[Marxism] Proud Boys Founder: How He Went From Brooklyn Hipster to Far-Right
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Wed Oct 17 09:11:35 MDT 2018
NY Times, Oct. 17, 2018
Proud Boys Founder: How He Went From Brooklyn Hipster to Far-Right
By Alan Feuer
For an hour or so, he railed about socialism and political correctness
to an audience of New York establishment Republicans. As he often does,
he took ugly swipes at Ivy Leaguers, left-wing snobs and lesbians with
“geriatric crew cuts.”
Then, when his speech was over, Gavin McInnes stepped outside of the
Metropolitan Republican Club, protected by the police. Just before a
brawl broke out between his allies and a crowd of shouting protesters,
he waved a plastic sword in the air, slipped into a car and sped away.
There was an uproar this weekend when anti-fascist demonstrators clashed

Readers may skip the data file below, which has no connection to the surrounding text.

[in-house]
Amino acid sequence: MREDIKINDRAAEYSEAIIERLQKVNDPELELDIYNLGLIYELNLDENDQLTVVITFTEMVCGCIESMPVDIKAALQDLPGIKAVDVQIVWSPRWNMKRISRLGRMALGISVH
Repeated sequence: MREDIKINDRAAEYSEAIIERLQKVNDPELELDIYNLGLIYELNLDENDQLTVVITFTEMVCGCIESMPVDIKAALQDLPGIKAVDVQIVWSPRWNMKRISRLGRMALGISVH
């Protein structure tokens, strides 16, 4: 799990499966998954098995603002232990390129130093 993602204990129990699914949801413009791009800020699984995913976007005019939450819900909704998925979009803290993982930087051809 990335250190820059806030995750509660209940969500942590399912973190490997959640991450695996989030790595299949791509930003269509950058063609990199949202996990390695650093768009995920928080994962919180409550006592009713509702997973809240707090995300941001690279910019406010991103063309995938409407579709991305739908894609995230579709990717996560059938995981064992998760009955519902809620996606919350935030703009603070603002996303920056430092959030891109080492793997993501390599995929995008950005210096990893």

with members of the far-right group Proud Boys, reprising on the streets
of New York City the kind of violent rumbles that occurred across the
country last year in places like New Orleans and Berkeley, Calif.
But at the center of the fray on Friday night was Mr. McInnes, the
founder of the Proud Boys and a former Brooklyn hipster turned far-right
With his egghead glasses, pocket-protector and heavy-drinking,
angry-nerd aesthetic, Mr. McInnes has in recent years set himself apart
from the current crop of professionally outraged right-wing pundits, not
only for being able to spout aggressive rhetoric, but also for being
willing to get physical at times.
His obsessions seem to be more cultural than political. Mr. McInnes, a
fiscal conservative and libertarian, calls himself a champion of Western
values and reserves a burning ire for the political correctness of
people on the left whom he describes as busybodies who have lost their
sense of humor.
“This movement is normal people trying to live their lives getting
attacked by mentally ill lunatics,” he said.
But his views are darker when it comes to gender roles and immigration.
Mr. McInnes admits that he may be Islamaphobic (“It’s seen as xenophobic
to be worried about Islam, but they appear to disproportionately allow
intolerance to blossom in their communities,” he said.) He also